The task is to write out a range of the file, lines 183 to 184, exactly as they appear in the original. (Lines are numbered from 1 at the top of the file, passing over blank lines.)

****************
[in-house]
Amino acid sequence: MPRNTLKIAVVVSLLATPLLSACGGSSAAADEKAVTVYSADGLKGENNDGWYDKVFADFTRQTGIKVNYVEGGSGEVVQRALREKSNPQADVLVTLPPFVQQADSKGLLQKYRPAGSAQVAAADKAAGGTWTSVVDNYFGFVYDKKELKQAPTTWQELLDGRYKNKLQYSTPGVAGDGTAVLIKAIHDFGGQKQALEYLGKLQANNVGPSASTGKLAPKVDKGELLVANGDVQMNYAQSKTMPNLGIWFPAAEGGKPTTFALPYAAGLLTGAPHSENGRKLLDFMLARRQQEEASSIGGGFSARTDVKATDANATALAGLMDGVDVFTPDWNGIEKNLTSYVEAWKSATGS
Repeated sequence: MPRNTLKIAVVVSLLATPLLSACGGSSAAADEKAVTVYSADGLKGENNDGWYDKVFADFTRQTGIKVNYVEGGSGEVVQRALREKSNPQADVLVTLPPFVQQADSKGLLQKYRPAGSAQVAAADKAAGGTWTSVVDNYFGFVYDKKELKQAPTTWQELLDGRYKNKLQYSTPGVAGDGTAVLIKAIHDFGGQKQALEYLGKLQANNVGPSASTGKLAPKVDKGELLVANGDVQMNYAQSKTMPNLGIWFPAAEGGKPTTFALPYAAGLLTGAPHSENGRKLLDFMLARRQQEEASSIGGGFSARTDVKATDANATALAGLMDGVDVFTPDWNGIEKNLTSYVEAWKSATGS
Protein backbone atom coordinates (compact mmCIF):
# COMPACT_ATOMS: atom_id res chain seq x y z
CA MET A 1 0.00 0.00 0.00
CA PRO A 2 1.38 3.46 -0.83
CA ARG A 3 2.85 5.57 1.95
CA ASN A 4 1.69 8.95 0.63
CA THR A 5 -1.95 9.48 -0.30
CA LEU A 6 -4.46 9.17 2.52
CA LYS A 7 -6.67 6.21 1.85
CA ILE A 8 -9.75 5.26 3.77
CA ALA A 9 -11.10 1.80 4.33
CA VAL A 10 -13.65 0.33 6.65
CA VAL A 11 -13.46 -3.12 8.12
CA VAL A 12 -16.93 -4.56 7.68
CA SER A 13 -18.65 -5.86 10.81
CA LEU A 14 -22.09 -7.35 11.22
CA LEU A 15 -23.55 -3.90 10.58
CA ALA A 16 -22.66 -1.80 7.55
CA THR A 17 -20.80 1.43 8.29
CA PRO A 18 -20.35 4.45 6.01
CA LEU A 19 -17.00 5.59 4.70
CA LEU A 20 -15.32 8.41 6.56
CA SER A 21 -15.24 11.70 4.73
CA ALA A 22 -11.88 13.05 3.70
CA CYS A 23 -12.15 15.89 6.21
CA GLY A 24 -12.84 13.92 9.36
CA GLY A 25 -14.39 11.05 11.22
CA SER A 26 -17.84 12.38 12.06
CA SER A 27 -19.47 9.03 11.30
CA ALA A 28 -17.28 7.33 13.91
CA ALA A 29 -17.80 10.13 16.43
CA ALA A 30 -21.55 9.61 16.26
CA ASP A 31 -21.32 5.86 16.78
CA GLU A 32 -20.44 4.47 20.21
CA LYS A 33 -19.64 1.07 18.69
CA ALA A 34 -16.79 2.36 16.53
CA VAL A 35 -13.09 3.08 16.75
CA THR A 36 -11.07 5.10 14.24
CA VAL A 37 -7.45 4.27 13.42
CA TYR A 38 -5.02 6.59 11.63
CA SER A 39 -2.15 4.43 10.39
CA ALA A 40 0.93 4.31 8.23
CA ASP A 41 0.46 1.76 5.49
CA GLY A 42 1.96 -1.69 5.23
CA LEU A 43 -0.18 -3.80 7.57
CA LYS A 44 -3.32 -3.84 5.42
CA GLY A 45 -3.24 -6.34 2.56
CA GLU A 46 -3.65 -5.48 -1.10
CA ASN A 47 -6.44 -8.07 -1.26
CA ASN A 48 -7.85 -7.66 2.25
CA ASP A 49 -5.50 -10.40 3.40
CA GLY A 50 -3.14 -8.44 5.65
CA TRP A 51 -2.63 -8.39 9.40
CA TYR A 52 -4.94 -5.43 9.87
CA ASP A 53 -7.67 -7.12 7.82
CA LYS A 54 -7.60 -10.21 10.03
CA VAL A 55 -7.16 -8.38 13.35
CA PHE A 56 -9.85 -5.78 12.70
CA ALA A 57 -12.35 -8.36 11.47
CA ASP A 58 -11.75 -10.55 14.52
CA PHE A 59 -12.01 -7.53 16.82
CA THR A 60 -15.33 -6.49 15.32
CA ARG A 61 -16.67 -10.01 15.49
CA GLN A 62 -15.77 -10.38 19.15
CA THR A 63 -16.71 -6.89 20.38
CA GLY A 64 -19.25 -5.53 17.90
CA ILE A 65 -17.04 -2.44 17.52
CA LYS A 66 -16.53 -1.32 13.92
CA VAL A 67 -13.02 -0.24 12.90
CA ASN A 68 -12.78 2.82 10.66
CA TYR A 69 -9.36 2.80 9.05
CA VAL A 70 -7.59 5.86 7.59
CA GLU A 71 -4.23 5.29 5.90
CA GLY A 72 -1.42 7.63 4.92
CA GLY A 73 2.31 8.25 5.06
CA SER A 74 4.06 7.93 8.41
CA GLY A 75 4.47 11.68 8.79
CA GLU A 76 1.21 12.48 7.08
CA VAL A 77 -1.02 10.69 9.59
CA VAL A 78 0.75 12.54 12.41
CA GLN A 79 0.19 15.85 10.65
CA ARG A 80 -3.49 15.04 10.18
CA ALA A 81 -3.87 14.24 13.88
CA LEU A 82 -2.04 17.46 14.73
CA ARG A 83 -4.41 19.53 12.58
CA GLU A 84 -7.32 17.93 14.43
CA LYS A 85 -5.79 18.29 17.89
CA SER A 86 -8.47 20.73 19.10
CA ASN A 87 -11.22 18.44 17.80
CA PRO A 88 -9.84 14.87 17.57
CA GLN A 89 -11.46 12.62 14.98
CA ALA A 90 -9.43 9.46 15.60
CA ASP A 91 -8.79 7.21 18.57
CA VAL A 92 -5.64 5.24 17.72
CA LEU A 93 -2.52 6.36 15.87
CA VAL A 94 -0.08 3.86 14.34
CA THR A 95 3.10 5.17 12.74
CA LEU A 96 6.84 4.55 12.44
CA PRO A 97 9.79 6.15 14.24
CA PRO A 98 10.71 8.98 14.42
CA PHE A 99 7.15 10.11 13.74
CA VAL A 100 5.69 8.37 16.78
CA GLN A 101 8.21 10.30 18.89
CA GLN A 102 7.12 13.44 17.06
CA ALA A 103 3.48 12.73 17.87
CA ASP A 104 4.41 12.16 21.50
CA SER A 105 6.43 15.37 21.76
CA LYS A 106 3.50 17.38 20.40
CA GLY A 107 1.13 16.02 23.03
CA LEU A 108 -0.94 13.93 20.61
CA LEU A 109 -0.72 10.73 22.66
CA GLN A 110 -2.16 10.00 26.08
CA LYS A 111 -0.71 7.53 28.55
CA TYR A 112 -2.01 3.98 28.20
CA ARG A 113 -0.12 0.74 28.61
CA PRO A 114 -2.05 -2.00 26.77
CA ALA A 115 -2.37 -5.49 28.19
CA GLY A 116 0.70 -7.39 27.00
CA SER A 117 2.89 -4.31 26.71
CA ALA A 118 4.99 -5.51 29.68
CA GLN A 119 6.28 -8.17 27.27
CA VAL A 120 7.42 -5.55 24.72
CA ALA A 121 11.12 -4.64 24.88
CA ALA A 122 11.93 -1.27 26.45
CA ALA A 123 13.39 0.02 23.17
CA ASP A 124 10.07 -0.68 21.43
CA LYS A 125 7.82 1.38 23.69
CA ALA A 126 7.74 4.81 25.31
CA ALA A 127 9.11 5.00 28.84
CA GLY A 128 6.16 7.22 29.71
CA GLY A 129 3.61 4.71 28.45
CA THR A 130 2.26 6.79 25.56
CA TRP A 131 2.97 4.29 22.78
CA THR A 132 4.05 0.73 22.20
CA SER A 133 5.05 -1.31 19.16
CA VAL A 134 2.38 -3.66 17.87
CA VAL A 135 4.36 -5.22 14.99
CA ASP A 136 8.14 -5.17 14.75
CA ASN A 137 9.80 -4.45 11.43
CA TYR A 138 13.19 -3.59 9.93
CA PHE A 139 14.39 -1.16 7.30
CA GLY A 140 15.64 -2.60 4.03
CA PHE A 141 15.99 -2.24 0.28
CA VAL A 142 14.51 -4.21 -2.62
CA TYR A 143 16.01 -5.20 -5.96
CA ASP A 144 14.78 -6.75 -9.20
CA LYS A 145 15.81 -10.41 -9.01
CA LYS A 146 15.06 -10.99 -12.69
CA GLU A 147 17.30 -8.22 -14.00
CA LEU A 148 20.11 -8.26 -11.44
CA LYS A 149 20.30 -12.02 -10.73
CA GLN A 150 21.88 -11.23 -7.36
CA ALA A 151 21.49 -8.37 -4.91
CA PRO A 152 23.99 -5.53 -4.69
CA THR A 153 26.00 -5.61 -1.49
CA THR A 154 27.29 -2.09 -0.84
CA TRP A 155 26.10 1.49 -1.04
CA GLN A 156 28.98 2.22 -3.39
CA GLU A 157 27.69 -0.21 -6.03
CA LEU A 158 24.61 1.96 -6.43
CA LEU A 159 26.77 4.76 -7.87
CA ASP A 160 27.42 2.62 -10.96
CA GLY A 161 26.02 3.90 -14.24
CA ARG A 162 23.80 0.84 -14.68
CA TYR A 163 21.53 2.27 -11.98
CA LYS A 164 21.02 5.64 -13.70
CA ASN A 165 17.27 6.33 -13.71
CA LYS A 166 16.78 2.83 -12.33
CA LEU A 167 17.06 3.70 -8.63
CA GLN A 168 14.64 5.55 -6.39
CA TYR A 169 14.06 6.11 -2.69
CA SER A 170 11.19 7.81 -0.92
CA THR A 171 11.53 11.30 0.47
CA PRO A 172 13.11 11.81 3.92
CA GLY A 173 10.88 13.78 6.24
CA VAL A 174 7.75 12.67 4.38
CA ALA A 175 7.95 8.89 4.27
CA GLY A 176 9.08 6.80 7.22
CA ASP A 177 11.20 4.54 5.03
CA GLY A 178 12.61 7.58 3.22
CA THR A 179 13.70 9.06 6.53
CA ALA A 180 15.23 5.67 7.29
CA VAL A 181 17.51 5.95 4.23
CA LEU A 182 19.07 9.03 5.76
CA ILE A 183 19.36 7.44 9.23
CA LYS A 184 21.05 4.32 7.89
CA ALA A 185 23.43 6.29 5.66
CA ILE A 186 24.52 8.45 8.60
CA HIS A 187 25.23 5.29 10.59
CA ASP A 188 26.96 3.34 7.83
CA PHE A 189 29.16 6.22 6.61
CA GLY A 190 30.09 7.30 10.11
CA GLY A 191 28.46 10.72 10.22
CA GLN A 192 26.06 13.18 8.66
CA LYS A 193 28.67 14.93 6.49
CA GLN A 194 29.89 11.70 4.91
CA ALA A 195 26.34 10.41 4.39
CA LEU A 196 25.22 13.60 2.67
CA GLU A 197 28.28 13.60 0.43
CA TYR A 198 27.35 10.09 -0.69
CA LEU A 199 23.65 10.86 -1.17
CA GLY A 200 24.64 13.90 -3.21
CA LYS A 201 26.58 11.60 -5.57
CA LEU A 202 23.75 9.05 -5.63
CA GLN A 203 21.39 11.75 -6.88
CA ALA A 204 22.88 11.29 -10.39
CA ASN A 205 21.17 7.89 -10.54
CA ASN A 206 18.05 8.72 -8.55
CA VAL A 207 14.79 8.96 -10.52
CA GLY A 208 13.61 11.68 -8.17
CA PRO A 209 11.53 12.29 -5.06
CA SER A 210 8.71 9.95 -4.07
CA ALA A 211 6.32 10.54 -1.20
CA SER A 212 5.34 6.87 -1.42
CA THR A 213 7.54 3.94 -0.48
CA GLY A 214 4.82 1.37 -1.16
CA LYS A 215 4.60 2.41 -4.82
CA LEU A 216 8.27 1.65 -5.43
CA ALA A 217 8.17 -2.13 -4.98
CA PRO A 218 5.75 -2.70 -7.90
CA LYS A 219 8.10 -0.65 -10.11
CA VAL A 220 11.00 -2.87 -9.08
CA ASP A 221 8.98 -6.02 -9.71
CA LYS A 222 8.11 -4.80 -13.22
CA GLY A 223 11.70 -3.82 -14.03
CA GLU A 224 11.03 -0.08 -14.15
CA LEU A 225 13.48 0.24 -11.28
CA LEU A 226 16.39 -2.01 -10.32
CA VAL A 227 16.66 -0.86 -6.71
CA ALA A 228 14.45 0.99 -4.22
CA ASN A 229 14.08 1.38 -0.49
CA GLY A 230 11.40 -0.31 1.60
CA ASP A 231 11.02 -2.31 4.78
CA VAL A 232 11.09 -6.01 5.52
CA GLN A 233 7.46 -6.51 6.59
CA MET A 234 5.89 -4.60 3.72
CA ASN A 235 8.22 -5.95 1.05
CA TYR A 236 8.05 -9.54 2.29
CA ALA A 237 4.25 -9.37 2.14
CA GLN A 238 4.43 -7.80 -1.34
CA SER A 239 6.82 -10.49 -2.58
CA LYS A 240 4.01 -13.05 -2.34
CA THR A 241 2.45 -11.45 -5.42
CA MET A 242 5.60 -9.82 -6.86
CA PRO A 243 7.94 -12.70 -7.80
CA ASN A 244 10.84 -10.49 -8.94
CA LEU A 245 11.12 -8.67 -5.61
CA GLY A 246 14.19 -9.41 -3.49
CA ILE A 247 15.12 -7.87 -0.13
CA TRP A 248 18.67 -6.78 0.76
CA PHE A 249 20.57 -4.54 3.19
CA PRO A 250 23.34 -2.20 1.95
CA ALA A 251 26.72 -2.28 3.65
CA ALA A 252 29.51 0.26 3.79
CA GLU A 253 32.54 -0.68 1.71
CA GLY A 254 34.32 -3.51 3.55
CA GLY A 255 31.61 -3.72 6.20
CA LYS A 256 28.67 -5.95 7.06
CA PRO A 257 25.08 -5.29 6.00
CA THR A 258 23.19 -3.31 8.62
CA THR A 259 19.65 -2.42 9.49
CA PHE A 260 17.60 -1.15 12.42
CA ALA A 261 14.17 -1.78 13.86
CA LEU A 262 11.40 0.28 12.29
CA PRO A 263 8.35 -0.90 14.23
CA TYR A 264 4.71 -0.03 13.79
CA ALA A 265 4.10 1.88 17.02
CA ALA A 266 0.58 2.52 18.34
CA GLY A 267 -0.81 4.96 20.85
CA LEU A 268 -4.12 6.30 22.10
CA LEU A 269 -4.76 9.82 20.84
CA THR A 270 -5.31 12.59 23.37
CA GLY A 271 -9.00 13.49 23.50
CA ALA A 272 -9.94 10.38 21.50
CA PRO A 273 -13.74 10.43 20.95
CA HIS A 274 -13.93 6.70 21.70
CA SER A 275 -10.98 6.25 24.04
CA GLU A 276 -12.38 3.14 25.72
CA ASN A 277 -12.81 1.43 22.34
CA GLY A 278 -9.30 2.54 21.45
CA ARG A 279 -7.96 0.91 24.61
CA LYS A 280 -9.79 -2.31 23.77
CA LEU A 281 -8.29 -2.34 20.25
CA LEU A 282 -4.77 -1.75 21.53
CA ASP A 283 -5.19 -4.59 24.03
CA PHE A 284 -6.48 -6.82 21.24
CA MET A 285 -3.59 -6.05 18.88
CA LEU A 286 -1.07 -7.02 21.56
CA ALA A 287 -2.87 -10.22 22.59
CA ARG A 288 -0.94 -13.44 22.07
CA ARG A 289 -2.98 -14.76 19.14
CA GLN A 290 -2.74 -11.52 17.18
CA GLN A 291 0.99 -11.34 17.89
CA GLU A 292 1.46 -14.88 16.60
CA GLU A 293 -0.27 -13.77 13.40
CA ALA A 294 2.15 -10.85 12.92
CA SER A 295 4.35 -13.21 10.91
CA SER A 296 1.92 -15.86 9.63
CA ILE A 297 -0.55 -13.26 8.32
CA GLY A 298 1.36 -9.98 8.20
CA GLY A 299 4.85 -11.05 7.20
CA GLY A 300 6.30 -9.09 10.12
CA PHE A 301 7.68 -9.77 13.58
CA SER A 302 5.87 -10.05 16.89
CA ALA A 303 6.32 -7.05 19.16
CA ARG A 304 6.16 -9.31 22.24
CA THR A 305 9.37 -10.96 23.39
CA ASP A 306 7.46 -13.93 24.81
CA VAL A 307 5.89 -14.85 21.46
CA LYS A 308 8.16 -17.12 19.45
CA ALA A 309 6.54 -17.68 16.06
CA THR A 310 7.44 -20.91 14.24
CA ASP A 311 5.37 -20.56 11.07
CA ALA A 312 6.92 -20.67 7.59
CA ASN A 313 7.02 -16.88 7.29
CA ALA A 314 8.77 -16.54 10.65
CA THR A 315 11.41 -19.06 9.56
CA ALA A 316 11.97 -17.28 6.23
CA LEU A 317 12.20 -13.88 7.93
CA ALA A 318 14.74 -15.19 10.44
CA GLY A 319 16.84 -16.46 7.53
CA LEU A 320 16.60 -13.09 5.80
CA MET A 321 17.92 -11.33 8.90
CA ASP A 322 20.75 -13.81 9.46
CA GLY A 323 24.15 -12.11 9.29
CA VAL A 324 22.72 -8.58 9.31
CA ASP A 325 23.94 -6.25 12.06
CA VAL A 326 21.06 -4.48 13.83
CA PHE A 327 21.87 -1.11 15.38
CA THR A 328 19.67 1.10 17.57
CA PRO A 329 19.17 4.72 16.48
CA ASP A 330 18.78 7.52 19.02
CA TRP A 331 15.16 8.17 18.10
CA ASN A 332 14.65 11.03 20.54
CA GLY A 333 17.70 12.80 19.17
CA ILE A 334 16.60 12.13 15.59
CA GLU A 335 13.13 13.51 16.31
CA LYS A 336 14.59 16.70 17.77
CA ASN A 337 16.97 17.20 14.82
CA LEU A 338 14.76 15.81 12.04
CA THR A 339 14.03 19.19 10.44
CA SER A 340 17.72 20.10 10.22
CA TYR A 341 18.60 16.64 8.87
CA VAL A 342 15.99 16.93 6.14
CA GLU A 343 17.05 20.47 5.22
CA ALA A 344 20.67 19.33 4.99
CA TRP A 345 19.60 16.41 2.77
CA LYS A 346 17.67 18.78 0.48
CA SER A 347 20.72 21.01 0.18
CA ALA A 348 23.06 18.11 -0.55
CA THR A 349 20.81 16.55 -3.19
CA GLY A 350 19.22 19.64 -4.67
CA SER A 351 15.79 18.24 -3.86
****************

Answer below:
CA GLY A 178 12.61 7.58 3.22
CA THR A 179 13.70 9.06 6.53